Pearlstein’s suggestion that the Chinese “aren’t much interested in relationships” strikes me as frustration over the fact that China is no longer a U.S. supplicant.  Perhaps the truth is that China isn’t much interested in a one-way relationship, where it is expected to meet all U.S. demands, while seeing its own wishes ignored.  Calling them “relentlessly transactional” is accusing them of naivety for missing the bigger picture, which, for Pearlstein, is that the U.S. is still top dog and China ignores that at its peril. 

Pearlstein is not the first columnist to criticize the Chinese government for putting its interests ahead of America’s (or, more accurately, putting what it believes to be its best interests ahead of what U.S. policymakers believe to be in their own interests).  In a recent Cato policy paper titled Manufacturing Discord: Growing Tensions Threaten the U.S.-China Economic Relationship, I was addressing opinion leaders who have staked out positions similar to Pearlstein’s when I wrote:

Lately, the media have spilled lots of ink over the proposition that China has thrived at U.S. expense for too long, and that China’s growing assertiveness signals an urgent need for aggressive U.S. policy changes….

One explanation for the change in tenor is that media pundits, policymakers, and other analysts are viewing the relationship through a prism that has been altered by the fact of a rapidly rising China.  That China emerged from the financial meltdown and subsequent global recession wealthier and on a virtually unchanged high-growth trajectory, while the United States faces slow growth, high unemployment, and a large debt (much of it owned by the Chinese), is breeding anxiety and changing perceptions of the relationship in both countries….

Of course, the U. S. is the larger economy and the chief designer of the still-prevailing global economic architecture.  But the implication that that distinction immunizes the U. S. from costly repercussions if U.S. sanctions were imposed against China is foolish.  But that’s exactly where Pearlstein’s going when he writes:

Getting this economic relationship back into balance is the single biggest challenge to the global economy, not just because of its direct effects on China and the United States, but the indirect effects it has on the rest of the world. The alternative is a return to living beyond our means, a further erosion of our industrial and technological base and a continued loss of ownership of business and financial assets.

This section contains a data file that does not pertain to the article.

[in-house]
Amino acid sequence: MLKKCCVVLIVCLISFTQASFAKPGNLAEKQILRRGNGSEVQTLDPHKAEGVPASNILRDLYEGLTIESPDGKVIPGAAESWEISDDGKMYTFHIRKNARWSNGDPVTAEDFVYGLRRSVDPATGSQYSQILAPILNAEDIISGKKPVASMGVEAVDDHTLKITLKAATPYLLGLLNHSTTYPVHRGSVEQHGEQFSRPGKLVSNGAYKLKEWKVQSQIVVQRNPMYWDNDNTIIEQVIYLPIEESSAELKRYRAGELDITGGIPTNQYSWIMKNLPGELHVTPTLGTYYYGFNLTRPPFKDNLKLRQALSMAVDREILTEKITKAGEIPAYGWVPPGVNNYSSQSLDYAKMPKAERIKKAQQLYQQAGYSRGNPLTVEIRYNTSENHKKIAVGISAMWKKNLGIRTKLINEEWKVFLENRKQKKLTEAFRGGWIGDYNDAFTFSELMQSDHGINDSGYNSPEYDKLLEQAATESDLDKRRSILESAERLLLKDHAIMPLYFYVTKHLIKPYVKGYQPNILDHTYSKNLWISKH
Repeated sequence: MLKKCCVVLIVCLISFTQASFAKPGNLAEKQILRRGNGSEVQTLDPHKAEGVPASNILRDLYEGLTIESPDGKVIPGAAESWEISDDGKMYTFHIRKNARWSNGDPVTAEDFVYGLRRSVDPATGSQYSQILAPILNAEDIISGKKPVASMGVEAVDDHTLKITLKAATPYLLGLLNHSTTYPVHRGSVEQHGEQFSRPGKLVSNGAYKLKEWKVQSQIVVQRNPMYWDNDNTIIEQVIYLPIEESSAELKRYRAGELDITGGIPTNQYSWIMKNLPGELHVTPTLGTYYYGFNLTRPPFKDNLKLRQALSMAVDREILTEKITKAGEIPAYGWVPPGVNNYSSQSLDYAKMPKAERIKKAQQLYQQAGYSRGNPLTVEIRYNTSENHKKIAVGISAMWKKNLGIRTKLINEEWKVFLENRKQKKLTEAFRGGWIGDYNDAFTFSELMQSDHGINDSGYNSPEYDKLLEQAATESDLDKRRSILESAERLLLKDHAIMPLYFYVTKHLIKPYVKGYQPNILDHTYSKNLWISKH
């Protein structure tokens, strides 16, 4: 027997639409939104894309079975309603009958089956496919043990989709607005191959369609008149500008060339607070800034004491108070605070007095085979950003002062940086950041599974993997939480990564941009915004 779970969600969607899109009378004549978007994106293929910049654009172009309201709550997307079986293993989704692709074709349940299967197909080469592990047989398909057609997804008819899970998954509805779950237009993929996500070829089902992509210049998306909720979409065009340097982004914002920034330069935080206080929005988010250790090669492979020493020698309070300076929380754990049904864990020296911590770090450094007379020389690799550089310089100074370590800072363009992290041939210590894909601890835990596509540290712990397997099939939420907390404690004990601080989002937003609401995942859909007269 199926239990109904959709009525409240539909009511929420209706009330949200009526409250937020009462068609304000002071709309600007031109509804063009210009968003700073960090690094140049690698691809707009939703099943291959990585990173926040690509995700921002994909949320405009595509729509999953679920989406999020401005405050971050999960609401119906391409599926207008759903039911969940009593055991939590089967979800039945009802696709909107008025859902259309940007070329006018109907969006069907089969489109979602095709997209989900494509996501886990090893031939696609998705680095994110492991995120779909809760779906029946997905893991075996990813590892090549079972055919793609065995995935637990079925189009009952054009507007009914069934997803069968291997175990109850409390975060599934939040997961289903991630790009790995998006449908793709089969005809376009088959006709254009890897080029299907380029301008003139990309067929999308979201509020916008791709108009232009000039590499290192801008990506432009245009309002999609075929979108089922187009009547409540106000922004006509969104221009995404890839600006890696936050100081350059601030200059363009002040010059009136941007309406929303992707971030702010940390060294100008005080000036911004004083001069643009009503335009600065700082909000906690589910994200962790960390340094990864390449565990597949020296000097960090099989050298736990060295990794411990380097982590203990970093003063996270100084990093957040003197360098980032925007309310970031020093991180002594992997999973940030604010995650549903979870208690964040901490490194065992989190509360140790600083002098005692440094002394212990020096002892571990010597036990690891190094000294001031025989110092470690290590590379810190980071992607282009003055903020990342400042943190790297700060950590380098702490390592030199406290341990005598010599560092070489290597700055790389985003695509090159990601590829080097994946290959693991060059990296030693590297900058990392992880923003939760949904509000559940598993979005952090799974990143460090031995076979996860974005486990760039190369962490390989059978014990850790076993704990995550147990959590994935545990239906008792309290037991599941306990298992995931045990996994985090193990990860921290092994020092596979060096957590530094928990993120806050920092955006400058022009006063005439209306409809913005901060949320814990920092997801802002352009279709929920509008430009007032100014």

By balancing the economic relationship, presumably Pearlstein is speaking about the need to reduce the bilateral trade deficit, which spurs a net outflow of dollars to China, some of which the Chinese lend back to Americans, who in turn can then buy more imports from China, and the cycle continues.  But to tip the scales in favor of the blunt force action he recommends later, Pearlstein characterizes Chinese investment in the United States as living beyond our means, losing ownership of “our” assets, and eroding our industrial and technological base.  That is a paternalistic and inaccurate characterization of the dynamics of capital inflows from China.

First, let’s remember that the Chinese aren’t holding a gun to the heads of the chairs of our congressional appropriations committees demanding that politicians borrow and spend more on senseless programs.  It’s absolutely priceless when spendthrift members of Congress, oblivious to the irony, blame the Chinese for having caused the U.S. financial crisis for providing cheap credit to fuel asset bubbles when it was their own profligacy that brought the Chinese to U.S. debt markets in the first place.  Stop deficit spending and the need to borrow from China (or anywhere else) goes away. 

Likewise, it is a sad commentary on the state of individual responsibility in the U.S. when a prominent business writer thinks the only way to keep consumers from living beyond their means is to deprive their would-be-creditors of capital.  It sounds a bit like the same tactics deployed in the U.S. War on Drugs.  Blame the suppliers.  The fact that U.S. savings rates have been rising for two years suggests that responsible Americans are interested in rebuilding their assets without need of such measures.